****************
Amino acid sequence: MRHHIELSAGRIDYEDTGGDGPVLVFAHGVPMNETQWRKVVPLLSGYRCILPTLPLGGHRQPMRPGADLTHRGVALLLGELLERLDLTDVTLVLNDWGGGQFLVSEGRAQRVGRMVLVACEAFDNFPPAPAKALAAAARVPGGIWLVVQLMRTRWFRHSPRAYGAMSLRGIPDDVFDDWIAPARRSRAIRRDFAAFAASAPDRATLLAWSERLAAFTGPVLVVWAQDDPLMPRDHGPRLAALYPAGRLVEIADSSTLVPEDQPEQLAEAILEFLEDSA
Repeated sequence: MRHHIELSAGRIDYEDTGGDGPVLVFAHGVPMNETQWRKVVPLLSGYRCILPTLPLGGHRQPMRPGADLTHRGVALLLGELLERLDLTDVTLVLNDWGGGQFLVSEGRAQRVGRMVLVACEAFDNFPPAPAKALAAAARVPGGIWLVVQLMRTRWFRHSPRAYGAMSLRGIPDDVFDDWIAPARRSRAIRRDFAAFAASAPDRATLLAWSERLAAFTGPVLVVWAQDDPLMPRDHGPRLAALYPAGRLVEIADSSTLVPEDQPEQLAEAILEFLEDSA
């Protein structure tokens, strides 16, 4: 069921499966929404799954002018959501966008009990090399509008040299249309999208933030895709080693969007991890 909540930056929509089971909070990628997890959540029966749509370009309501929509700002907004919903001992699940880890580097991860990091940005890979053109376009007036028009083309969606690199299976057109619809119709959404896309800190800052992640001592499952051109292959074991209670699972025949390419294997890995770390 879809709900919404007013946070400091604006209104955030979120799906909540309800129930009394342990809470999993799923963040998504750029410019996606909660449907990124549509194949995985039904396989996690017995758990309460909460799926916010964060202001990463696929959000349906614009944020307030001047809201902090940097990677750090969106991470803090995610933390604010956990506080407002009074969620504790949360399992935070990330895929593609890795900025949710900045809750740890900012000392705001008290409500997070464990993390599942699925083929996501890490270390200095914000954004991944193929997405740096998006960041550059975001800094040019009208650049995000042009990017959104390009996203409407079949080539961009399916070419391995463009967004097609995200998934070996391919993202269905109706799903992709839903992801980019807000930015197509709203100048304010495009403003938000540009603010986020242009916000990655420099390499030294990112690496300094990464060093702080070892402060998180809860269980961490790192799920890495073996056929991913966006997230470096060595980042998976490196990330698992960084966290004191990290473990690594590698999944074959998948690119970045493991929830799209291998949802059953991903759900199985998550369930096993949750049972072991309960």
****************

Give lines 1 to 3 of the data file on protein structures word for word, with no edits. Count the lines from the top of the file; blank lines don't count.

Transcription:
Amino acid sequence: MRHHIELSAGRIDYEDTGGDGPVLVFAHGVPMNETQWRKVVPLLSGYRCILPTLPLGGHRQPMRPGADLTHRGVALLLGELLERLDLTDVTLVLNDWGGGQFLVSEGRAQRVGRMVLVACEAFDNFPPAPAKALAAAARVPGGIWLVVQLMRTRWFRHSPRAYGAMSLRGIPDDVFDDWIAPARRSRAIRRDFAAFAASAPDRATLLAWSERLAAFTGPVLVVWAQDDPLMPRDHGPRLAALYPAGRLVEIADSSTLVPEDQPEQLAEAILEFLEDSA
Repeated sequence: MRHHIELSAGRIDYEDTGGDGPVLVFAHGVPMNETQWRKVVPLLSGYRCILPTLPLGGHRQPMRPGADLTHRGVALLLGELLERLDLTDVTLVLNDWGGGQFLVSEGRAQRVGRMVLVACEAFDNFPPAPAKALAAAARVPGGIWLVVQLMRTRWFRHSPRAYGAMSLRGIPDDVFDDWIAPARRSRAIRRDFAAFAASAPDRATLLAWSERLAAFTGPVLVVWAQDDPLMPRDHGPRLAALYPAGRLVEIADSSTLVPEDQPEQLAEAILEFLEDSA
């Protein structure tokens, strides 16, 4: 069921499966929404799954002018959501966008009990090399509008040299249309999208933030895709080693969007991890 909540930056929509089971909070990628997890959540029966749509370009309501929509700002907004919903001992699940880890580097991860990091940005890979053109376009007036028009083309969606690199299976057109619809119709959404896309800190800052992640001592499952051109292959074991209670699972025949390419294997890995770390 879809709900919404007013946070400091604006209104955030979120799906909540309800129930009394342990809470999993799923963040998504750029410019996606909660449907990124549509194949995985039904396989996690017995758990309460909460799926916010964060202001990463696929959000349906614009944020307030001047809201902090940097990677750090969106991470803090995610933390604010956990506080407002009074969620504790949360399992935070990330895929593609890795900025949710900045809750740890900012000392705001008290409500997070464990993390599942699925083929996501890490270390200095914000954004991944193929997405740096998006960041550059975001800094040019009208650049995000042009990017959104390009996203409407079949080539961009399916070419391995463009967004097609995200998934070996391919993202269905109706799903992709839903992801980019807000930015197509709203100048304010495009403003938000540009603010986020242009916000990655420099390499030294990112690496300094990464060093702080070892402060998180809860269980961490790192799920890495073996056929991913966006997230470096060595980042998976490196990330698992960084966290004191990290473990690594590698999944074959998948690119970045493991929830799209291998949802059953991903759900199985998550369930096993949750049972072991309960």